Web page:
Polish Official Calls for Extradition of Ex-SS Member Praised in Canadian Parliament

(Adrian Wyld/The Canadian Press via AP)

Yaroslav Hunka had his day in the sun on Friday in the Canadian Parliament and was praised for his efforts in fighting the Russians during World War II. Now he could be looking at his day in court. Amidst the apologies and the claims that no one had any idea who Hunka was or knew about his role in the war, an official in Poland is calling for him to be extradited to stand trial.


Newsweek notes that Polish Education Minister Przemyslaw Czarnek sent a letter to the Institute of National Remembrance, which is an organization that investigates and prosecutes Nazis accused of atrocities and war crimes. Czarnek posted a copy of his letter on X:

The news outlet Notes from Poland (NFP) offered a partial translation of the post:

In view of the scandalous events in the Canadian parliament, which involved honouring, in the presence of President Zelensky, a member of the criminal Nazi SS Galizien formation, I have taken steps towards the possible extradition of this man to Poland. (sic)

Czarnek asked the head of the Institute to establish whether or not Hunka is “wanted for crimes against the Polish nation or Poles of Jewish origin.” Czarnek asserts that those crimes are worthy of extradition. NFP reports that Hunka was part of the Ukrainian SS division that massacred some 850 ethnic poles in the town of Huta Pieniacka. At the time, the town was part of Poland but is now within the borders of Ukraine. Around 600 members of the division were permitted to settle in Canada when the war ended, and Hunka currently enjoys dual citizenship in Canada and Ukraine.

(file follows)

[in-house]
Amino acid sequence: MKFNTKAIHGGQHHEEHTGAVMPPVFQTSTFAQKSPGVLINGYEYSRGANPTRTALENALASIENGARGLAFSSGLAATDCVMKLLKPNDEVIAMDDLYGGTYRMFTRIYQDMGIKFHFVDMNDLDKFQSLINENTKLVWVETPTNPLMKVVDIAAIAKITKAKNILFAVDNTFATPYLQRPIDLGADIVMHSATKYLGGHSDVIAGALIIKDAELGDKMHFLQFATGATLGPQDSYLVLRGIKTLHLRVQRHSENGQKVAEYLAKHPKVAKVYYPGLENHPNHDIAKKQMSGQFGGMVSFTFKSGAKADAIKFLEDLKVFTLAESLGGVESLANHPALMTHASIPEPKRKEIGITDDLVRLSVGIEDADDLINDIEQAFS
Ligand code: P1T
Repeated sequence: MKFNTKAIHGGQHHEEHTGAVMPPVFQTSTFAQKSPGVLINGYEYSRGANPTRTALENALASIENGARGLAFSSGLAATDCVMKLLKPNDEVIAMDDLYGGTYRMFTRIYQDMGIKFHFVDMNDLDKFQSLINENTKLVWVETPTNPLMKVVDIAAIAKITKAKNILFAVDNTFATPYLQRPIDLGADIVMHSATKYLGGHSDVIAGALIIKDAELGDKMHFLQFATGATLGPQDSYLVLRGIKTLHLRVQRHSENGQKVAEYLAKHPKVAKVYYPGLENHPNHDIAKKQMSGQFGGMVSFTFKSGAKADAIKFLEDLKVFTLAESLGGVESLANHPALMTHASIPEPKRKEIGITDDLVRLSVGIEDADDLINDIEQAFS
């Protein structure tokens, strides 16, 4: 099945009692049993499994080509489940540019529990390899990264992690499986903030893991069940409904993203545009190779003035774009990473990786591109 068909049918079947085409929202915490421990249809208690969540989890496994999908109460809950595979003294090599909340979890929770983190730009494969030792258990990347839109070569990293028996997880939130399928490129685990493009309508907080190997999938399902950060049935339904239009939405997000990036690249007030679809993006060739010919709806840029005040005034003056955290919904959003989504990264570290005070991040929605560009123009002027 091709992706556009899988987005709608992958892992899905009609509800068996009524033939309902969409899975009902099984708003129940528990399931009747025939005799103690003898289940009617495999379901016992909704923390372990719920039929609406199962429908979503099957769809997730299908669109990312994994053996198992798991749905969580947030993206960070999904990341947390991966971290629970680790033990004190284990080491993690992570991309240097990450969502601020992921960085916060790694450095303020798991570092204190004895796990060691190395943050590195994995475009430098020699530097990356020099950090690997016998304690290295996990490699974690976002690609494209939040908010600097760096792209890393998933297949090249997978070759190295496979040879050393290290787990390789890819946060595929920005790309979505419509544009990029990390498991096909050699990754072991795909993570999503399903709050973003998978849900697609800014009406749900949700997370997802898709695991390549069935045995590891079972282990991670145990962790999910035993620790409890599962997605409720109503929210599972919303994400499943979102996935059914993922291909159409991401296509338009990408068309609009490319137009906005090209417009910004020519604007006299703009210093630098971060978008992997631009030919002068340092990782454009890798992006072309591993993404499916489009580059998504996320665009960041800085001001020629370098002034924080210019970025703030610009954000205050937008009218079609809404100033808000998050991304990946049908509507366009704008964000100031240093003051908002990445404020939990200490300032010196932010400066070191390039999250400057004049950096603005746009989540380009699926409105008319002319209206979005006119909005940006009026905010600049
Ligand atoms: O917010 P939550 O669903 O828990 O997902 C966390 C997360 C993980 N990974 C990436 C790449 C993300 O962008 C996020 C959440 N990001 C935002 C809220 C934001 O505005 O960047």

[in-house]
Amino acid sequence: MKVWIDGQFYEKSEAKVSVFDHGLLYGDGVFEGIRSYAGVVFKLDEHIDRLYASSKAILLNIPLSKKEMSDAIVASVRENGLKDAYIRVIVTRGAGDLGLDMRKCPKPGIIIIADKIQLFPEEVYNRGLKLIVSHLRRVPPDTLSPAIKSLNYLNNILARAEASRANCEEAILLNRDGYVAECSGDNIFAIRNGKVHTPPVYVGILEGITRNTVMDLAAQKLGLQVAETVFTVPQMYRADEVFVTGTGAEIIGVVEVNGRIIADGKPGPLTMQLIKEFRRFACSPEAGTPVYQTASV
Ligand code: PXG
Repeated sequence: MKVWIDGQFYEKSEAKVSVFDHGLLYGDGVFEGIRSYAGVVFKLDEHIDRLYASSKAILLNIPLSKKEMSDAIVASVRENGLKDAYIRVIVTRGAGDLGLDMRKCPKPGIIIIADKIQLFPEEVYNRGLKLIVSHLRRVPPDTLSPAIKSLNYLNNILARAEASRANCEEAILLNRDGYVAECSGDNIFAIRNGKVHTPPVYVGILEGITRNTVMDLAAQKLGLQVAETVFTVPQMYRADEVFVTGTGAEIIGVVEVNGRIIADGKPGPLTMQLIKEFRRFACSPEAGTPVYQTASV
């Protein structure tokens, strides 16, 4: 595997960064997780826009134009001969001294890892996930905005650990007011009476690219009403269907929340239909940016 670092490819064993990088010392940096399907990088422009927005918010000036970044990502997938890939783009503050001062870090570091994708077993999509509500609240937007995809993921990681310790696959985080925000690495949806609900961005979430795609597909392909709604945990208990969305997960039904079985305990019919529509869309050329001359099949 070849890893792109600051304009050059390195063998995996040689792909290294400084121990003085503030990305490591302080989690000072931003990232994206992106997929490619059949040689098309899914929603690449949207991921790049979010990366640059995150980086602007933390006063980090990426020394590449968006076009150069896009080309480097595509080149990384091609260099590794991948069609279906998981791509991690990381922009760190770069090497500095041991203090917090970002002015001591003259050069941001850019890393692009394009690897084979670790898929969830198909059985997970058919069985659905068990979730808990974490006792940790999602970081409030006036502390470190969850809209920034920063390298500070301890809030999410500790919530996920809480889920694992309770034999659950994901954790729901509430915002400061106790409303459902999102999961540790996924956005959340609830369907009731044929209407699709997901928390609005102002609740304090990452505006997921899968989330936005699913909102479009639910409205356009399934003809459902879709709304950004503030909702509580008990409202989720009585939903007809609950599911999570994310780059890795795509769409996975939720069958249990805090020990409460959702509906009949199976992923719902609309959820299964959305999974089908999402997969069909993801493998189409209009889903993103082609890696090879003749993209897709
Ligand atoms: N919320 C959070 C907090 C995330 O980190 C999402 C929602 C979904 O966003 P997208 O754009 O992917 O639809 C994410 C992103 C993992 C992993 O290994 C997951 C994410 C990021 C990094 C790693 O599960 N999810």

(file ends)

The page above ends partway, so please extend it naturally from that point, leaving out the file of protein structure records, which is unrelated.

Related: Canadian House of Commons Embarrassingly Salutes a Nazi

Ukraine President Volodymyr Zelenskyy was on hand for Friday’s standing ovation for Hunka and even raised his fist. Newsweek added that Zelenskyy is Jewish and that he lost relatives in the Holocaust.

Reactions included a demand for Speaker Anthony Rota to step down, which he has. Additionally, some members of Parliament have claimed they had no idea who Hunka was:

There are two possibilities here. One is that everyone involved in this tragedy knew full well who Hunka was and of his involvement in the SS, and they just didn’t care. After all, the term “Nazi” is now applied by the Left to anyone with whom it disagrees. This robs the word of its actual horrific meaning in terms of a historical perspective. The second possibility is that no one took the time to research this “honored guest” before bringing him before the Canadian Parliament to be feted for his war efforts. Either possibility is equally disturbing.




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